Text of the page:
From Broomcorn to Supplemental Punctuation Marks
That took him to the appropriate site, and, since he was already in the neighborhood, he indulged himself with a casual perusal of Fabiola’s recent blog entries, one of which featured a link to The Blog of “Unnecessary” Quotation Marks.
That site turned out to a collection of signs, notices, billboards, ads, flyers, and such, each characterized by an excess of quotation marks, administered without a discernible coherent algorithm. DrHGuy does not recall, for example, any of the multitude of rules taught him by Mrs. Greer in fifth grade English that would result in the quotation marks that appear in the specimen on the right (taken from The Blog of “Unnecessary” Quotation Marks), especially those surrounding the “A;” his best guess is that the writer has a uniquely powerful, and perhaps pathological, affection for the indefinite article.
Indeed, the placement of the quotation marks in all the samples seemed motivated primarily by whimsy although one cannot rule out a purely random distribution – or acts of terrorism designed to disrupt this country’s grammatical infrastructure. And, there does exist some possibility that, not to put too fine a point on it, commonplace stupidity might play a role in this phenomenon.
The Blog of “Unnecessary” Quotation Marks is, in short, an asylum for documents suffering from Punctuational Tourette’s, Quotes Subtype.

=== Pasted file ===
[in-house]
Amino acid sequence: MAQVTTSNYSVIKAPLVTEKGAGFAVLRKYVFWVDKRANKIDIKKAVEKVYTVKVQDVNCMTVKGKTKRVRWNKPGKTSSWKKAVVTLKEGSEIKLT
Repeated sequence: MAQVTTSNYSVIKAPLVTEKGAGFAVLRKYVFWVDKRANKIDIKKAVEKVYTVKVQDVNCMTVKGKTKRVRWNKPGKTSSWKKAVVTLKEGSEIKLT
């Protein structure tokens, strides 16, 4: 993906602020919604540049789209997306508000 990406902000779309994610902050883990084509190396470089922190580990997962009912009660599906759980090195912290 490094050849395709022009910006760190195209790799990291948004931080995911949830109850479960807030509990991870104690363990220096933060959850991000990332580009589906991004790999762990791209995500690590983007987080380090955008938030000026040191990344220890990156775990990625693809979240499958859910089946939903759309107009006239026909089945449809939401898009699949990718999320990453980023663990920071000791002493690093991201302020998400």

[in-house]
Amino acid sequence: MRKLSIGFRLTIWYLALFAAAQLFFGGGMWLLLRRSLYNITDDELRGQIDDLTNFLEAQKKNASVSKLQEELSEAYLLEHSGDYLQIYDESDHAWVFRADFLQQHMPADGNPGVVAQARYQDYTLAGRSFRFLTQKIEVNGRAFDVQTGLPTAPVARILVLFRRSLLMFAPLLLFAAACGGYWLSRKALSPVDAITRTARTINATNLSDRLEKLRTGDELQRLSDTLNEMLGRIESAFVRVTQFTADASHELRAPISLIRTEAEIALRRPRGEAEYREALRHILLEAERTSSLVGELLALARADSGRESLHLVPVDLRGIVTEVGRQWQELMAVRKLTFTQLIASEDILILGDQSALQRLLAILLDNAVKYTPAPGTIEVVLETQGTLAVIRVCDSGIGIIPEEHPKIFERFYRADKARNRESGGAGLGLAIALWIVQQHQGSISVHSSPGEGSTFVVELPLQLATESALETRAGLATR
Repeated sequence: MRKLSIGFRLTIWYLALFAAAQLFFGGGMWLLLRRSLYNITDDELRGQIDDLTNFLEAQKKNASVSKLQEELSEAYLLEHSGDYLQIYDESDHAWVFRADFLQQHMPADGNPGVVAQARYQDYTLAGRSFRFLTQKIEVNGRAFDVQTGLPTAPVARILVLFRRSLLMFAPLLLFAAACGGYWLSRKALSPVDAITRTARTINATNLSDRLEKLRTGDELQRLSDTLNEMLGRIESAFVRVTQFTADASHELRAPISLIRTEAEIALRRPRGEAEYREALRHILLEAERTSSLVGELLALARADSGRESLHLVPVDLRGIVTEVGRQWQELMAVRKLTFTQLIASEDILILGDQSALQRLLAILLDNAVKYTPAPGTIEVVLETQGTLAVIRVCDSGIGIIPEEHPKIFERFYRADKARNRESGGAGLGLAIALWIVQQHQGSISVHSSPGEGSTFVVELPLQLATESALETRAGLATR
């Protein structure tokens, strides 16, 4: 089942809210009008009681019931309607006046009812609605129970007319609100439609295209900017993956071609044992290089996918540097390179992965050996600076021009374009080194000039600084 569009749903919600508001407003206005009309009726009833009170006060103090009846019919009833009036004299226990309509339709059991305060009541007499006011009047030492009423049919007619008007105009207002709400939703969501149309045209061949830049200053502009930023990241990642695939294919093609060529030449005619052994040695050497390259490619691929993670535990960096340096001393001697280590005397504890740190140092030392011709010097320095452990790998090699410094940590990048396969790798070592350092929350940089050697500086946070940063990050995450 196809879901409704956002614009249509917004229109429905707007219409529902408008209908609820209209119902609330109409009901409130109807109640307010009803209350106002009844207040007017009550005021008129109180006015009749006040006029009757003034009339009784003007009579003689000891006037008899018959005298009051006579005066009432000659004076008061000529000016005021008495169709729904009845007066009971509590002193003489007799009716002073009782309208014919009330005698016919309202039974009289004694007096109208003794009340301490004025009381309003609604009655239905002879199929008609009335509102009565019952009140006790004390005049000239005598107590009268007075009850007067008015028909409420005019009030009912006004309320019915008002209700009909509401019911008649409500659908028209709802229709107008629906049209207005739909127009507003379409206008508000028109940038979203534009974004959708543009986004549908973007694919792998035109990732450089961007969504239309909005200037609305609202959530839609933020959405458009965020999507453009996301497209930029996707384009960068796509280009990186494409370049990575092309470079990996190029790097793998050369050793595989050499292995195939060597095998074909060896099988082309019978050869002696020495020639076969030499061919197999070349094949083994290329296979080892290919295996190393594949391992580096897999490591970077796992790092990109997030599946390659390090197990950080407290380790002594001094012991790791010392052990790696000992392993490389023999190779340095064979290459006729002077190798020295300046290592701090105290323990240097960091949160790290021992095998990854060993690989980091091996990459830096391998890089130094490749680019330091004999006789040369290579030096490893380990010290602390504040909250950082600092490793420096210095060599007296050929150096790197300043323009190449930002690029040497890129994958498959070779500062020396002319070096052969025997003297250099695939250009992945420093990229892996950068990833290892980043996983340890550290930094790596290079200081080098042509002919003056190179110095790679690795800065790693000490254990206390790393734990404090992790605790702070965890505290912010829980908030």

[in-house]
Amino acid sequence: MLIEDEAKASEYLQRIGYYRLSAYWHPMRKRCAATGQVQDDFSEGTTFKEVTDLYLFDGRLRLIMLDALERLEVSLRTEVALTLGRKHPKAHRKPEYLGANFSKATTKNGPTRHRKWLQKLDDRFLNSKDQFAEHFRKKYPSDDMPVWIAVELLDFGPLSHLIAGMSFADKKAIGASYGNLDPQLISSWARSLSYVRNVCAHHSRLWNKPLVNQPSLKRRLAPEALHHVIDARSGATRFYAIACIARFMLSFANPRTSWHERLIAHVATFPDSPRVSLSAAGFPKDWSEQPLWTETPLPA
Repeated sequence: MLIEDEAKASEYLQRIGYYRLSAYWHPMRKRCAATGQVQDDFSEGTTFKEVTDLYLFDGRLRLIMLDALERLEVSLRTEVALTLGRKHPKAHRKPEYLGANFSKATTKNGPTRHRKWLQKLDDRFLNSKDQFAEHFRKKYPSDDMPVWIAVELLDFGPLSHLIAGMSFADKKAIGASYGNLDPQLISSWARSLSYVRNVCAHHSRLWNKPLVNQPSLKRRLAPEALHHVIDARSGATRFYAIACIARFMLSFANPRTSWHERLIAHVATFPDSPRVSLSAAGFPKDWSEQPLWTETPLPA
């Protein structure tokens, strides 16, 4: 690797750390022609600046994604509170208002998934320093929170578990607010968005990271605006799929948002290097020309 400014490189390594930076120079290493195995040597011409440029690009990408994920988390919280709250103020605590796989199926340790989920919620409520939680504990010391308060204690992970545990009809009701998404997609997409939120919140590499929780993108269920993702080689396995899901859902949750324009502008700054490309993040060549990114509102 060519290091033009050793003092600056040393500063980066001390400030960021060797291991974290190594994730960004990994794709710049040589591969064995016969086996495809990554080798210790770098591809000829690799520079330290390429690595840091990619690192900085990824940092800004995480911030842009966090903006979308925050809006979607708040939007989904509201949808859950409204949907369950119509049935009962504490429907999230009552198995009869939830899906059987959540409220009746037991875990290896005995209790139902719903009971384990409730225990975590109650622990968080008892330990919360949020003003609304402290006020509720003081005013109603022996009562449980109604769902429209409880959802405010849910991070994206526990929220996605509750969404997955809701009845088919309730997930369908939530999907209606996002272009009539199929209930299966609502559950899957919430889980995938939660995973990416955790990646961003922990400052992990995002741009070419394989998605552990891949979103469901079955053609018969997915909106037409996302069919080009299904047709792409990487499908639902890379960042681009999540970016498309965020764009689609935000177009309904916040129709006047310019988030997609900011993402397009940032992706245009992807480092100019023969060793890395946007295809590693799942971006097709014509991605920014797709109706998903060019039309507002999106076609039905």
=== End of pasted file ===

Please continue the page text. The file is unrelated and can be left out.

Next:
And Home Again
The notion of unnecessary quotation marks triggered a recollection of DrHGuy’s own post from the past, Misquotation Marks & Quasi-Quotation Punctuation, which did not address the superfluity of quotation marks or the cavalier manner in which they were strewn about but focused on the potential advantages readers and writers would gain if certain subcategories of quotation marks were added to the current one size fits all generic model.
That post proposed a few such specialty punctuation tools. If, for example, a writer could not verify the exact wording of a quotation and conscientiously wished to alert his or her readers to this uncertainty, DrHGuy suggested Questation Marks might be appropriate:
Other varieties of quotation marks introduced in that post included Quoproximation Signs, Quoquivalence Symbols, Quodaptation Marks, Misattribution Marks, Semi-Morons, and No-Fault Signs (AKA Plagiarism Protection Points, Kaavya Kommaz, Frey Fabrication Factors).
And now, the Heck of a Guy Blog offers …
Three New Specialty Quotation Marks
As DrHGuy processed this concatenation of posts, he came to realize that, based on some some recent reading material, three more types of quotations deserved specialized punctuation. Click on examples for best viewing.
1. Self-quotations are not unusual1 and are surely qualitatively different from quotations attributed to others. So, why not signal such quotes by bracketing them between these Self-quotation Mirror Marks?
Out Of Context Quotations
2. Context Shifts, quotations taken out of their original context and presented in a misleading manner, are also frequent occurrences, especially during election years. Because they are typically disguised, many go unnoticed. In response, DrHGuy recommends legislative action to create a statute mandating the use of Contextual Confusion Confessionals.
Quotations Bought And Sold
3. Incentivized Quotations are not, DrHGuy believes, necessarily evil – as long as the motivation for such statements is made clear to the reader. It turns out, however, that, much to DrHGuy’s amazement, such disclosures prove not to be universal. DrHGuy can imagine no reason for this failure to alert the reader to such possible bias other than the lack of a methodology to accomplish this task.
- The use of self-quotation in scientific papers and musical compositions, in fact, is an ongoing issue of debate [↩]